On March 16, 2017, Virginia Republican governor candidate Ed Gillespie proposed a tax reduction plan. He claimed that his tax cutting plan would save $1,300 per average Virginian household, and create 50,000 new private sector jobs. This plan would cut Virginia’s income tax rate last targeted in 1971. The tax cut is unique in how it relies on certain financial mechanisms known as revenue triggers. These revenue triggers have seen mixed success in several states, which we will go into further detail. Here, we will talk more about revenue triggers, as well as their shortcomings and benefits.

Revenue triggers, also known as tax triggers, are dependent on the growth of state revenue. As Jared Walczack of states, the tax cuts will implement, over time, only when state revenue growth has hit a certain benchmark. Thus, they would be able to sufficiently account for a necessary drop in tax collection, because the state had reached a necessary level of state revenue. Furthermore, the tax trigger represents a choice; if a state’s revenue has not hit a certain growth stage, the tax cuts will be delayed for a future date. With more discussion on tax triggers, we will more clearly see their impacts on the state economy.

The government budget constraint describes how the government finances its activities. This is applicable for all levels of government, and is relevant on the topic of tax triggers. The equation for the government budget constraint is G + TR T + BS + MC. Everything is financed in this equation. For example, if you want to raise government spending, you must subsequently increase taxes, and/or increase bond sales, and/or increase tax revenues. Tax cuts, in this example of tax triggers, would have the implication of lowering government spending, which would be fine because they have sufficient revenue to do so. The state government, in this case, would be pursuing tax cuts to stimulate aggregate demand, which will in turn could stimulate the economy through increased spending, job creation, etc.

There are several legitimate concerns about revenue triggers that need to be addressed. One of these concerns is how an absence of a tax cut in a period would mean a tax hike, as businesses and consumers would be exposed to increased taxes over a period of lower taxes. This, however, can work as a benefit because the proposed tax trigger would be working to automatically propagate appropriate fiscal policy dependent on state revenue. The correct response to financial depressions, expansions, etc. can be assessed through the tax trigger. Another concern is how the tax triggers would be how some revenue triggers are based on projected revenues, that can wildly differ from actual revenues in future years. This is a legitimate problem that can be readily fixed through more well-designed tax triggers, that use more accurate actual revenue measures. Lastly, reports that tax triggers seem to be enacting previous party legislation into the future, which may or may not suitable for the state in its current economic situation, leading to premature spending cuts. The tax triggers must be more amendable to avoid this situation from happening.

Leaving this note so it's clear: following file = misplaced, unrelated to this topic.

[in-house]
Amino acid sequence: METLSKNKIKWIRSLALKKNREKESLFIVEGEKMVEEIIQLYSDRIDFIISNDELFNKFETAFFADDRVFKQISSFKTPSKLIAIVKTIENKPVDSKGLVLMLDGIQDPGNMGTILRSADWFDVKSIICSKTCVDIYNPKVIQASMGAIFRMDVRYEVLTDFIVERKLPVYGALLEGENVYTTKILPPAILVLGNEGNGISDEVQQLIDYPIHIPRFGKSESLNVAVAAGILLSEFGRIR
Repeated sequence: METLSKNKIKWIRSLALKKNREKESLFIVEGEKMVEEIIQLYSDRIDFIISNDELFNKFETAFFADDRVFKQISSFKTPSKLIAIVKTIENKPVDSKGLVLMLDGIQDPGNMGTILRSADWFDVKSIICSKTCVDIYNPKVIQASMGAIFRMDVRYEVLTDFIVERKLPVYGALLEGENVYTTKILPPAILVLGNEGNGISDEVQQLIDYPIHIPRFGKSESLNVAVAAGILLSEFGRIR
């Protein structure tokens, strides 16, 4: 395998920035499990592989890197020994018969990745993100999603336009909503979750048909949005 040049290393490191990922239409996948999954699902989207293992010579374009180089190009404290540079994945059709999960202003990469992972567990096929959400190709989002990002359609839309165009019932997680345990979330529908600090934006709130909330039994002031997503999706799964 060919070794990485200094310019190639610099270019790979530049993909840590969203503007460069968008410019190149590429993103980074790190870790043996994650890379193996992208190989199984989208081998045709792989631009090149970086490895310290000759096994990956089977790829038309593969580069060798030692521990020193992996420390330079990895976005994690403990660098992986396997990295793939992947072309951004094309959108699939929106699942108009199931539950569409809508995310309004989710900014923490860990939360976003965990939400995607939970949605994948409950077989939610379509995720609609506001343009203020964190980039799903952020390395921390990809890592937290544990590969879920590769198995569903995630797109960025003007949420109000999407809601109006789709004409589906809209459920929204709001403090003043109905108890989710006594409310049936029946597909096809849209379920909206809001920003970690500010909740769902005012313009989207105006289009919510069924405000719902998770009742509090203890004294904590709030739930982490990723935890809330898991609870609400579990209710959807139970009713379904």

As mentioned earlier, there are several states that have already undergone the process of tax triggers. Here, we will mention the effects of Oklahoma’s tax trigger. Oklahoma’s tax trigger was dependent on prospective 2016 revenue growth, which was past the actual revenues of 2014, in which it was enacted. Thus, tax cuts were enacted prematurely, despite the large decline in state revenue in 2016, causing a scramble to reduce state government spending. Another issue concerned the politics of the state, as “some critics argued it was primarily designed to allow state lawmakers to claim credit for a tax cut without actually cutting taxes.” (NewsOK). Since revenue growth was tied on a year to year base, a significant decline in one year met with a rise in revenue growth in the preceding year would result in the activation of tax cut, despite net change in revenue equal to zero.

Even in a state where tax triggers seemingly failed, we can observe its success. As mentioned by Walczack, Oklahoma’s tax trigger failed to activate and lower income tax when more well-designed revenue baselines were not reached. Thus, it was delayed until the state claimed enough revenue growth to support such a tax cut. Another benefit to tax triggers in general is that they further lower the relatively low legislation lag in fiscal policy because they work automatically. Thus, quick and efficient fiscal policy can be enacted given certain economic conditions.

Revenue triggers are gaining popularity over the years. Eleven states are already familiar with the use of tax triggers causing tax cuts/hikes. A few of these states, like Kansas and North Carolina, have achieved success with tax rate reduction based on triggers, as reported by Americans for tax reform. Thus Gillespie’s plan, if it is well-designed to appropriate baselines, can achieve success for Virginia as tax triggers have in Kansas, North Carolina, and Oklahoma.










Advocacy for Revenue/Tax Triggers on the State Level